There actually is a great deal that makes Europeans distinctive.
- By Alessandra N. RamAlessandra N. Ram is a researcher at Foreign Policy.
Gareth Harding (“The Myth of Europe,” January/February 2012) bases his analysis of the European Union on his impressive credentials as a native European. I would suggest, however, that he has spent too long on the inside and cannot see the forest for the trees. There is no question that the European Union today faces the biggest crisis in its history, and it can indeed appear difficult to define what it means to be European. What we see, however, depends on where we look, and to suggest that the difficulties of the euro are not so much about economics as about the absence of a clear European identity is misguided.
The real meaning of a society cannot be found in its constitution, as Harding suggests, but in the actions and beliefs of its people and its leaders. In this regard there is a great deal that makes Europeans distinctive. In addition to the belief in democracy and human rights that Europeans share with Americans, the modern European experience can be defined by its secularism, welfarism and belief in the collective society, multiculturalism (but not tolerance of Islam or racial diversity), cosmopolitanism (the idea that humans belong to a community that transcends state boundaries), and support for civilian and multilateral responses to international problems.
In his EU critique, Harding focuses on examples of the lack of solidarity within the union, ignoring the numerous achievements of the cumulative European experiment: its role in encouraging peace and prosperity, its promotion of democracy and free market ideals, and its successes in a wide range of policy areas, from trade to competition, the environment, regional development, and, of course, the single market. Many mistakes were made with the euro, but they will be addressed. And the EU will emerge from this experience both chastened and reinvigorated.
Jean Monnet Professor of EU Politics
Indiana University-Purdue University Indianapolis
Gareth Harding argues that the current European debt crisis encapsulates a “broader breakdown of Europe’s dreams of a united future” and is on the verge of tearing the peoples of Europe apart. Only time will tell whether he is right, but there can be little doubt that the euro’s troubles do indeed pose an unprecedented challenge to Europe’s leaders. On the other hand, EU enthusiasts can point to an unprecedented stretch of peace in Europe (admittedly with the bloody exception of the brutal breakup of Yugoslavia in the early 1990s). It’s now more than 70 years since one European nation invaded another — and that’s something for which many Europeans are prepared to give the European Union some credit.
Perhaps, as Harding suggests, historians will look back and conclude that the creation of the euro was a step too far. They might ask why Greece, with its notoriously rocky economy and unreliable finances, was accepted as a member of the eurozone in 2000. If sheer political willpower was sufficient to get the euro up and running, though, it is at least arguable that a similar degree of political determination will keep it afloat as it rides out the current storm.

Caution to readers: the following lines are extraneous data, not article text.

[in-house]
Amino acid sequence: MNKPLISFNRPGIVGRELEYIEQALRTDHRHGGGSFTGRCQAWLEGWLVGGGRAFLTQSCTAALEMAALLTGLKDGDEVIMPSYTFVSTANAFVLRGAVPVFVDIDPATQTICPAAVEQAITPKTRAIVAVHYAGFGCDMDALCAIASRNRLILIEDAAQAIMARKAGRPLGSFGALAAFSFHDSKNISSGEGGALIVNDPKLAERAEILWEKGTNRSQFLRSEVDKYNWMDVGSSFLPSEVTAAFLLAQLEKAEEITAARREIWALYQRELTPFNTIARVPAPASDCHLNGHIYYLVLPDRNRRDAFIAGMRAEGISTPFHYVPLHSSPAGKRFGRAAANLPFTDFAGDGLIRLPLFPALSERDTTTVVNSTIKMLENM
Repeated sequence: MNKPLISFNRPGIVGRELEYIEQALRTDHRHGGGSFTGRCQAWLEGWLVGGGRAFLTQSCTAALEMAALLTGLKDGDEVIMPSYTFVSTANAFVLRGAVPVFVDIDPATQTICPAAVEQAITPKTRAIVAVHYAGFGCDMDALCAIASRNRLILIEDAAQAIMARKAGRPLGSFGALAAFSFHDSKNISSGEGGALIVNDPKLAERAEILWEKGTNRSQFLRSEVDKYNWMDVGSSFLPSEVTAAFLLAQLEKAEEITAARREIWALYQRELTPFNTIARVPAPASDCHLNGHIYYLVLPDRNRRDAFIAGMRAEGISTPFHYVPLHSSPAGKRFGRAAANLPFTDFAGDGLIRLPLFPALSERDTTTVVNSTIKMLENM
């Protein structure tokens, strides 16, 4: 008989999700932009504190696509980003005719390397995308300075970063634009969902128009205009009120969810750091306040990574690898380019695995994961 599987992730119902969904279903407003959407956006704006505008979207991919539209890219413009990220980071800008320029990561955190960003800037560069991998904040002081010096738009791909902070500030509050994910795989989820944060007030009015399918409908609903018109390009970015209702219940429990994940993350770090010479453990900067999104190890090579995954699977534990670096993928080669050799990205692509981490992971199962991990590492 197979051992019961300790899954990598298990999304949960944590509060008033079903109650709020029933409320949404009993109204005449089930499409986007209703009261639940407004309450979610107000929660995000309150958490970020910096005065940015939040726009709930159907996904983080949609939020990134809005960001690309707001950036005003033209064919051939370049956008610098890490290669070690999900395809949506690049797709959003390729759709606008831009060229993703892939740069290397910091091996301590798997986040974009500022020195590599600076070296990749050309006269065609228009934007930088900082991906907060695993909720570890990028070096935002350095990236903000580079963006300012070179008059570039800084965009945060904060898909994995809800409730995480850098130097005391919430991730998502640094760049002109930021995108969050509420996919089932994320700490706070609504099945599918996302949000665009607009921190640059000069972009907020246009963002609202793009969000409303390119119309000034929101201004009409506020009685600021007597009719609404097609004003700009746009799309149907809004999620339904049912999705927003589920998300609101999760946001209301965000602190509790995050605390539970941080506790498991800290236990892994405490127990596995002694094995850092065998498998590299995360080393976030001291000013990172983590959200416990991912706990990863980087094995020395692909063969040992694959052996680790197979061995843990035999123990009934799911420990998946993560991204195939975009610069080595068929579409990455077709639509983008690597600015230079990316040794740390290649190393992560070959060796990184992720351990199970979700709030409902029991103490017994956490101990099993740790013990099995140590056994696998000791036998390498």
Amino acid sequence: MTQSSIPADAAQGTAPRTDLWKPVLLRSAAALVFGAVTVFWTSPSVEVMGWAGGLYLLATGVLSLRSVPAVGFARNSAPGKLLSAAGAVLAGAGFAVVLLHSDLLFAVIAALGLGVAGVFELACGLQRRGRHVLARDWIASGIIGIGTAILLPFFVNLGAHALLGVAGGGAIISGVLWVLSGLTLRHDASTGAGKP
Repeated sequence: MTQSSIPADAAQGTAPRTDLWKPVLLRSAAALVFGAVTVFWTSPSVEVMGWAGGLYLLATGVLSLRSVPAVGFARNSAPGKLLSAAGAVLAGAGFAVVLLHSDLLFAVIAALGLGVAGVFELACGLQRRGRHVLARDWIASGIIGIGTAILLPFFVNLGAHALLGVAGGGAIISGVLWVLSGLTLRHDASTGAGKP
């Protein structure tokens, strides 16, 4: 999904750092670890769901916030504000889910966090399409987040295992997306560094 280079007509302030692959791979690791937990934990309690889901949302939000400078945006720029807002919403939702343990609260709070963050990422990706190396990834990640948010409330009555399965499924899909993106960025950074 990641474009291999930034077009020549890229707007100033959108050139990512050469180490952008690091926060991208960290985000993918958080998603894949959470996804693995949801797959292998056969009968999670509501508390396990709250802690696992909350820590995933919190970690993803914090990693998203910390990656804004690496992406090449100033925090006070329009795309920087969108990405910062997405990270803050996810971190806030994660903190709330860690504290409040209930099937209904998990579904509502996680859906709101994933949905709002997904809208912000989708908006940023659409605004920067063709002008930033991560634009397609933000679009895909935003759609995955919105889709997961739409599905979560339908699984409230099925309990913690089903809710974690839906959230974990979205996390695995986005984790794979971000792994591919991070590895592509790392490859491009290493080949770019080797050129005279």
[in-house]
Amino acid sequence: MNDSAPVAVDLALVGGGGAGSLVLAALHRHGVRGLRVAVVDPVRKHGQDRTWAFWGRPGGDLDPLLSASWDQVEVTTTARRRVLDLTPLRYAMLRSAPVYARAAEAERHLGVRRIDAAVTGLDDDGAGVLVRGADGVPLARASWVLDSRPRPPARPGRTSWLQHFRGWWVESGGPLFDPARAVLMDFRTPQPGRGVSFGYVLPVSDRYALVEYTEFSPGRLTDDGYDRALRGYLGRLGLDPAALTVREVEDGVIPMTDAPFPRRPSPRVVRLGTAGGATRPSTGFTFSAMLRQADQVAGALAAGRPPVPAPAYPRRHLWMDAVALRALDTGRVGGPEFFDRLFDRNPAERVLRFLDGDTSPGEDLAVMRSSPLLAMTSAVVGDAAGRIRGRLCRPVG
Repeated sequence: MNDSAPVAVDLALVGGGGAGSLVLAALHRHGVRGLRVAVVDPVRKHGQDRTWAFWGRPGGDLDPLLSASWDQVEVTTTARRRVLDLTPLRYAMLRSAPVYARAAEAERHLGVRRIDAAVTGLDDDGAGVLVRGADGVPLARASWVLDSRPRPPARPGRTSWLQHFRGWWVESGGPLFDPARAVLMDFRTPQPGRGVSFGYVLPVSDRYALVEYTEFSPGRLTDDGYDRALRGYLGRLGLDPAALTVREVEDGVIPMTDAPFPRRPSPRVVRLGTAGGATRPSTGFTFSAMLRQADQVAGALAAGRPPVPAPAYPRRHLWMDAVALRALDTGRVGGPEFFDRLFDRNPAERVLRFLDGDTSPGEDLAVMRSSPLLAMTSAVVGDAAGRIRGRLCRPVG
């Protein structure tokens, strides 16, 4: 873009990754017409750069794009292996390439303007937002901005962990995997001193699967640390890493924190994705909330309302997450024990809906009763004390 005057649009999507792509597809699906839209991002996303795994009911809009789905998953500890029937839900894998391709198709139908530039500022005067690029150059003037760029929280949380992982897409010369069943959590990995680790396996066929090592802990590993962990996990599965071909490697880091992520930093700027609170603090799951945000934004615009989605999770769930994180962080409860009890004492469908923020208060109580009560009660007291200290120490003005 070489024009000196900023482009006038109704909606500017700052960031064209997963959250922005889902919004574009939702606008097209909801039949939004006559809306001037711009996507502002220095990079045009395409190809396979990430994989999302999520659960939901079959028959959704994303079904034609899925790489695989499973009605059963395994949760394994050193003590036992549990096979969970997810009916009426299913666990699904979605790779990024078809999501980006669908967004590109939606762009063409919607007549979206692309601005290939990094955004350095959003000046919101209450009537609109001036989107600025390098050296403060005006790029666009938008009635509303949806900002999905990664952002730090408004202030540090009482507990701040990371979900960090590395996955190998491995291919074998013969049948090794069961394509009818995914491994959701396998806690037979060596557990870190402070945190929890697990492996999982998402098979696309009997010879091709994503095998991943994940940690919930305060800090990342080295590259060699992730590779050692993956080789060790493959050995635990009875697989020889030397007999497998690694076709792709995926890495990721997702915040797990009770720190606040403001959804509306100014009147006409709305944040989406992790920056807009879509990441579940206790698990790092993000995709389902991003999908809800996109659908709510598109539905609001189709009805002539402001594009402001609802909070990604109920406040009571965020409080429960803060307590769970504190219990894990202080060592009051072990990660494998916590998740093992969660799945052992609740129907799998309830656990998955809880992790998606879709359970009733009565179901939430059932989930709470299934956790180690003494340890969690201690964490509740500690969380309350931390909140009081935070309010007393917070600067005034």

The key question may be whether Europe’s voters will blame the European Union and the political leaders who were central to its development for the economic crisis, which is costing so many millions of jobs and such painful cuts in government spending. As defeated governments in Ireland, Portugal, and Spain have already discovered, the ballot box can be a powerful tool in an argument.
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Gareth Harding replies:
Apart from its concision, what I most admire about John McCormick’s excellent textbook Understanding the European Union is its analytical approach to the European Union. Far from accepting the myth that Europeans are one people with clearly defined characteristics, he admits: “The idea of Europe is so hard to pin down. Its political and cultural identity is hard to define (beyond being an accumulation of national identities), its geographical boundaries remain uncertain, and there is little agreement on what ‘Europe’ represents.”
So why is McCormick making such a wildly optimistic — and scarily deterministic — prediction that the EU will emerge from its current crisis “both chastened and reinvigorated”? If the European Union does emerge from its self-inflicted mess with the single currency intact, it will do so more divided than ever and without the support of the very people on whom its legitimacy depends.
Daniel W. Drezner is professor of international politics at the Fletcher School of Law and Diplomacy at Tufts University and a senior editor at The National Interest. Prior to Fletcher, he taught at the University of Chicago and the University of Colorado at Boulder. Drezner has received fellowships from the German Marshall Fund of the United States, the Council on Foreign Relations, and Harvard University. He has previously held positions with Civic Education Project, the RAND Corporation, and the Treasury Department.| Daniel W. Drezner |